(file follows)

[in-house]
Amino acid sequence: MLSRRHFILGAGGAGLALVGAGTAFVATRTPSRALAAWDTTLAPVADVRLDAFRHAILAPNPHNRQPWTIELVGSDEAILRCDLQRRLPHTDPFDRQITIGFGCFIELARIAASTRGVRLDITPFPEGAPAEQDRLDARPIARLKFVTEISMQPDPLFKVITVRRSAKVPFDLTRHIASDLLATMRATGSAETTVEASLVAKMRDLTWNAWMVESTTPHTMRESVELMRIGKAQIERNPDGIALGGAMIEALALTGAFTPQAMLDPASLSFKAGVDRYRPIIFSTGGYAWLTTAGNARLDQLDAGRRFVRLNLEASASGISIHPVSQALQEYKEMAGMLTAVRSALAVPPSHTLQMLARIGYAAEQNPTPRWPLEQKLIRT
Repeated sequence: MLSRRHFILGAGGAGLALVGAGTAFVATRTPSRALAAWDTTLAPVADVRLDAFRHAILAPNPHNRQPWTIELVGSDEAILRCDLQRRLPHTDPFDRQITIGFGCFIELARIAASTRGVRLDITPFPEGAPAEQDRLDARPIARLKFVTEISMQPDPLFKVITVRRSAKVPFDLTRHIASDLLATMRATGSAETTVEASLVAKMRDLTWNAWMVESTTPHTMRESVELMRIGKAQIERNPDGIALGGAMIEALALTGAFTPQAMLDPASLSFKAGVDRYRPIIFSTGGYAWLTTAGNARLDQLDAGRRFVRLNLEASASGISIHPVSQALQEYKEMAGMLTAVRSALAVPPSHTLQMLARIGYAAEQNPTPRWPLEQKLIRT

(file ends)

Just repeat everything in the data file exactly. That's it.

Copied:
[in-house]
Amino acid sequence: MLSRRHFILGAGGAGLALVGAGTAFVATRTPSRALAAWDTTLAPVADVRLDAFRHAILAPNPHNRQPWTIELVGSDEAILRCDLQRRLPHTDPFDRQITIGFGCFIELARIAASTRGVRLDITPFPEGAPAEQDRLDARPIARLKFVTEISMQPDPLFKVITVRRSAKVPFDLTRHIASDLLATMRATGSAETTVEASLVAKMRDLTWNAWMVESTTPHTMRESVELMRIGKAQIERNPDGIALGGAMIEALALTGAFTPQAMLDPASLSFKAGVDRYRPIIFSTGGYAWLTTAGNARLDQLDAGRRFVRLNLEASASGISIHPVSQALQEYKEMAGMLTAVRSALAVPPSHTLQMLARIGYAAEQNPTPRWPLEQKLIRT
Repeated sequence: MLSRRHFILGAGGAGLALVGAGTAFVATRTPSRALAAWDTTLAPVADVRLDAFRHAILAPNPHNRQPWTIELVGSDEAILRCDLQRRLPHTDPFDRQITIGFGCFIELARIAASTRGVRLDITPFPEGAPAEQDRLDARPIARLKFVTEISMQPDPLFKVITVRRSAKVPFDLTRHIASDLLATMRATGSAETTVEASLVAKMRDLTWNAWMVESTTPHTMRESVELMRIGKAQIERNPDGIALGGAMIEALALTGAFTPQAMLDPASLSFKAGVDRYRPIIFSTGGYAWLTTAGNARLDQLDAGRRFVRLNLEASASGISIHPVSQALQEYKEMAGMLTAVRSALAVPPSHTLQMLARIGYAAEQNPTPRWPLEQKLIRT